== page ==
Canadian Forest Service Publications

Silvicultural contracting in British Columbia. 1998. Wang, S.; van Kooten, G.C.; Wilson, W.R. The Forestry Chronicle 74(6): 899-910.

Year: 1998

Issued by: Pacific Forestry Centre

Catalog ID: 5135

Language: English

Availability: Order paper copy (free)

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Abstract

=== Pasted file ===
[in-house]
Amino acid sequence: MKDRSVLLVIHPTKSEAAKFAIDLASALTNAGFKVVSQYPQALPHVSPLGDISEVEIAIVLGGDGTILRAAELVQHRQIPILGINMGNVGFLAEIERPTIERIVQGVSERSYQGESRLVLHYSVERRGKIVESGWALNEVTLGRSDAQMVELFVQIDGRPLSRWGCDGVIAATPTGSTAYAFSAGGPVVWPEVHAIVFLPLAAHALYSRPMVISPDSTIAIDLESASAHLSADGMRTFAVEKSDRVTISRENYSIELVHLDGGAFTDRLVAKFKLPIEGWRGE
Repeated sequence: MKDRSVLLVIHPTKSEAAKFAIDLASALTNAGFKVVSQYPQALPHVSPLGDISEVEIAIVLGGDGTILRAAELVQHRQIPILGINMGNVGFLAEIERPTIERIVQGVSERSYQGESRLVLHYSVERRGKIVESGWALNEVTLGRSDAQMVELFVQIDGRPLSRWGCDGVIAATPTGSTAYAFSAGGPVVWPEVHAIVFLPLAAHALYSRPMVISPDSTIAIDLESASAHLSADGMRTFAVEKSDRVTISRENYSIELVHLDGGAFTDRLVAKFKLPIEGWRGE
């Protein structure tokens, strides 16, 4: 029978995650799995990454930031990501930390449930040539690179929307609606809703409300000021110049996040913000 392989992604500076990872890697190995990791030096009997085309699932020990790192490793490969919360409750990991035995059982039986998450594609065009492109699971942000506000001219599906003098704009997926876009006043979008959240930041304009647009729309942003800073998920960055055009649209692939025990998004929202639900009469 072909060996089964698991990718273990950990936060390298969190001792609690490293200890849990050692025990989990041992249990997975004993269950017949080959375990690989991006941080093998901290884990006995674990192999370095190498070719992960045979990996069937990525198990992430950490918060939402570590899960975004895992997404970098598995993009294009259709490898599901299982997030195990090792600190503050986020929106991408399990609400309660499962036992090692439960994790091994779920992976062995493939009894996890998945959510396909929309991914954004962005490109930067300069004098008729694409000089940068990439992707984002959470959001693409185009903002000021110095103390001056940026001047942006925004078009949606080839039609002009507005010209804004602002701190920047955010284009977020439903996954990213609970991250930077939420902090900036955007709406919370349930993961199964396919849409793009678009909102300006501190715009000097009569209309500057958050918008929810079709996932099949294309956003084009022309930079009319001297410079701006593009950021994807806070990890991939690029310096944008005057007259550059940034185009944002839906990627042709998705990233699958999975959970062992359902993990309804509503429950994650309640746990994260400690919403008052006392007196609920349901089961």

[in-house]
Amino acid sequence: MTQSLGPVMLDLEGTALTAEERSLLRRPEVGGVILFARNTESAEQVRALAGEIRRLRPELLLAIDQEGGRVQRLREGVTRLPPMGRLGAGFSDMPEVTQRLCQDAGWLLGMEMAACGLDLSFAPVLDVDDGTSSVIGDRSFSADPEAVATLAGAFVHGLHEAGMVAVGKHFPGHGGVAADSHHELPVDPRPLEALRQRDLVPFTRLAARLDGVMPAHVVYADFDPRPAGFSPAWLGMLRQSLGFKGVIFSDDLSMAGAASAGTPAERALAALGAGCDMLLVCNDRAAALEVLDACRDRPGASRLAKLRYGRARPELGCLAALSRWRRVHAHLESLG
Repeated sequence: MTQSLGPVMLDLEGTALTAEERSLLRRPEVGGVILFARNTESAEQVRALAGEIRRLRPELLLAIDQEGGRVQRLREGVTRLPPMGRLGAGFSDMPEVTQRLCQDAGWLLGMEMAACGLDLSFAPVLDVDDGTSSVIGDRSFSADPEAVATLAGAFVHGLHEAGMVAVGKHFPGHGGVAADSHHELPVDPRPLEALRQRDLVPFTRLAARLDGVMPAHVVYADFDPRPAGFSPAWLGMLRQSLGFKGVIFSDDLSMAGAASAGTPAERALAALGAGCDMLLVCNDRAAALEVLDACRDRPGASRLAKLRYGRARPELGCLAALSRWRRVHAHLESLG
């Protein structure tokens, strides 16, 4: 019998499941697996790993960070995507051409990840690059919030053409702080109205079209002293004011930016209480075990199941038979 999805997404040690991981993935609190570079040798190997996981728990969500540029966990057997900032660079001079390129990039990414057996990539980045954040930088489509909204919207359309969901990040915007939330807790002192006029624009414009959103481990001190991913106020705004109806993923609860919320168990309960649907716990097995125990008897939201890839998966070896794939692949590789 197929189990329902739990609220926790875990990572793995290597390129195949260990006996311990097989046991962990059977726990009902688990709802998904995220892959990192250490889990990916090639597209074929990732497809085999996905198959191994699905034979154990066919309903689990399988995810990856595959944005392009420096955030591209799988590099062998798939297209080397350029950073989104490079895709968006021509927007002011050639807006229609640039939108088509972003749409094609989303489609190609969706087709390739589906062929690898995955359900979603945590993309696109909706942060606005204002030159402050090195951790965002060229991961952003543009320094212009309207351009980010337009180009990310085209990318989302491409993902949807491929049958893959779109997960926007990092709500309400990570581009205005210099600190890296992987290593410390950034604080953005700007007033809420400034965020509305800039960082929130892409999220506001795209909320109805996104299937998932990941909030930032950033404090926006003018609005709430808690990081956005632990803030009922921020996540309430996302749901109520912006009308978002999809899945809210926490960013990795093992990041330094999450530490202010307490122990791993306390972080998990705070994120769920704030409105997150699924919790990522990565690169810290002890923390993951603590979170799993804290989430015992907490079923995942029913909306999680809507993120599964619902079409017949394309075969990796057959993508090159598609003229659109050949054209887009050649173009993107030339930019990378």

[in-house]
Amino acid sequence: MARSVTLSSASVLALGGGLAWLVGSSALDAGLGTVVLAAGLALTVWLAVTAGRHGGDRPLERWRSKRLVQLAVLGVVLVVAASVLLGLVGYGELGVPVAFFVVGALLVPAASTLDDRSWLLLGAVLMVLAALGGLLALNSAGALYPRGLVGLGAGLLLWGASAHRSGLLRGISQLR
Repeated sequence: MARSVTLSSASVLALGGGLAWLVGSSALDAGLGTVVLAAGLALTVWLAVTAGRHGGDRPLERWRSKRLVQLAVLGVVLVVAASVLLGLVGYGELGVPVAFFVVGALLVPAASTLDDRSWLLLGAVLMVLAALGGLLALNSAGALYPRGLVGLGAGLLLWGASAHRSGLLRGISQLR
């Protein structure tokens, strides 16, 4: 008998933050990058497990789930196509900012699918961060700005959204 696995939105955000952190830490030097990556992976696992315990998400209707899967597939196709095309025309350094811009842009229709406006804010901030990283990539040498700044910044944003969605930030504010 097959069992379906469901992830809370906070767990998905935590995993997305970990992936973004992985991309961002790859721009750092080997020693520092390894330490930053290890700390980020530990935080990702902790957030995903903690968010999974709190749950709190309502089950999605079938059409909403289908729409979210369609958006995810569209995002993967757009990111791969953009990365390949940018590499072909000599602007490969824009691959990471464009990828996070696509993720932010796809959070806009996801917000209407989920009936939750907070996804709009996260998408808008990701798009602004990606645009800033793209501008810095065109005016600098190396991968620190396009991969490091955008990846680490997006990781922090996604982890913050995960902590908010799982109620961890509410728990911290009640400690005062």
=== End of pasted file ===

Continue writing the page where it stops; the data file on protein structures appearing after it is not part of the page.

Over the past eight decades, British Columbia’s silvicultural programs have gone through three stages: initiation, establishment and development. For a long time, silviculture was a minor activity associated with timber harvesting, and the formation of silviculture as a distinct sector did not take place until the late 1960s. Shifts in societal values and changes in public expectations concerning forest management contributed to changes in B.C.’s forestry institutions that, in turn, altered the structure of silviculture programs. Especially since the 1980s, expansion in the scope and scale of silvicultural activities transformed contractual relationships. This paper profiles the contractual structure of B.C.’s silviculture sector. Results of a survey of contractors indicate that seed orchards, forest nurseries and companies holding timber tenures on public land economize on transaction costs by choosing appropriate organizational and contractual forms in accordance with identifiable attributes of silvicultural activities and firms’ characteristics.